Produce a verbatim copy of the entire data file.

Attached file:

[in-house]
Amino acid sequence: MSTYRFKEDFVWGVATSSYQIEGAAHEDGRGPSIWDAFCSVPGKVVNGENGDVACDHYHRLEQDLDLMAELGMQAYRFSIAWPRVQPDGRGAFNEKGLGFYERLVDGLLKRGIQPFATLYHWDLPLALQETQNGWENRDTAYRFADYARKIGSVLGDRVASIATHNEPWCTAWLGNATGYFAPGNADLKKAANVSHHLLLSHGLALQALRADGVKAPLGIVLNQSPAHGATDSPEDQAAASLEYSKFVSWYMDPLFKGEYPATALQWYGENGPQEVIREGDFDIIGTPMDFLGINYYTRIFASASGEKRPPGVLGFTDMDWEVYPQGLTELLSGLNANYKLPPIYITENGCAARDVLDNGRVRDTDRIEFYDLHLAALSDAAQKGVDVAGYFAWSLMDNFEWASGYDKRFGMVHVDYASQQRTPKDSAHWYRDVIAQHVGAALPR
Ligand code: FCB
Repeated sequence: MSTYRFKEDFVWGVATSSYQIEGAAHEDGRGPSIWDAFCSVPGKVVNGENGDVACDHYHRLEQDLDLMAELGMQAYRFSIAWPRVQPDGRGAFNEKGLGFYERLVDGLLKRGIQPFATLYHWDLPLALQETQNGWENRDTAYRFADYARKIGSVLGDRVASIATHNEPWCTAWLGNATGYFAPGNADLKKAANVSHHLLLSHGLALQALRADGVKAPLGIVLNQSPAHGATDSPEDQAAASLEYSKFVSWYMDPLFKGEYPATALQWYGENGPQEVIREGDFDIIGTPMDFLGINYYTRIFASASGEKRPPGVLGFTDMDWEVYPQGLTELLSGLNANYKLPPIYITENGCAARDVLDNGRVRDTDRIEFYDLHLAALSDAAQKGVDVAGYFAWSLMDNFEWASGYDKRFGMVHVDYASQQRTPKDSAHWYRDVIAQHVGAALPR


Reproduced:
[in-house]
Amino acid sequence: MSTYRFKEDFVWGVATSSYQIEGAAHEDGRGPSIWDAFCSVPGKVVNGENGDVACDHYHRLEQDLDLMAELGMQAYRFSIAWPRVQPDGRGAFNEKGLGFYERLVDGLLKRGIQPFATLYHWDLPLALQETQNGWENRDTAYRFADYARKIGSVLGDRVASIATHNEPWCTAWLGNATGYFAPGNADLKKAANVSHHLLLSHGLALQALRADGVKAPLGIVLNQSPAHGATDSPEDQAAASLEYSKFVSWYMDPLFKGEYPATALQWYGENGPQEVIREGDFDIIGTPMDFLGINYYTRIFASASGEKRPPGVLGFTDMDWEVYPQGLTELLSGLNANYKLPPIYITENGCAARDVLDNGRVRDTDRIEFYDLHLAALSDAAQKGVDVAGYFAWSLMDNFEWASGYDKRFGMVHVDYASQQRTPKDSAHWYRDVIAQHVGAALPR
Ligand code: FCB
Repeated sequence: MSTYRFKEDFVWGVATSSYQIEGAAHEDGRGPSIWDAFCSVPGKVVNGENGDVACDHYHRLEQDLDLMAELGMQAYRFSIAWPRVQPDGRGAFNEKGLGFYERLVDGLLKRGIQPFATLYHWDLPLALQETQNGWENRDTAYRFADYARKIGSVLGDRVASIATHNEPWCTAWLGNATGYFAPGNADLKKAANVSHHLLLSHGLALQALRADGVKAPLGIVLNQSPAHGATDSPEDQAAASLEYSKFVSWYMDPLFKGEYPATALQWYGENGPQEVIREGDFDIIGTPMDFLGINYYTRIFASASGEKRPPGVLGFTDMDWEVYPQGLTELLSGLNANYKLPPIYITENGCAARDVLDNGRVRDTDRIEFYDLHLAALSDAAQKGVDVAGYFAWSLMDNFEWASGYDKRFGMVHVDYASQQRTPKDSAHWYRDVIAQHVGAALPR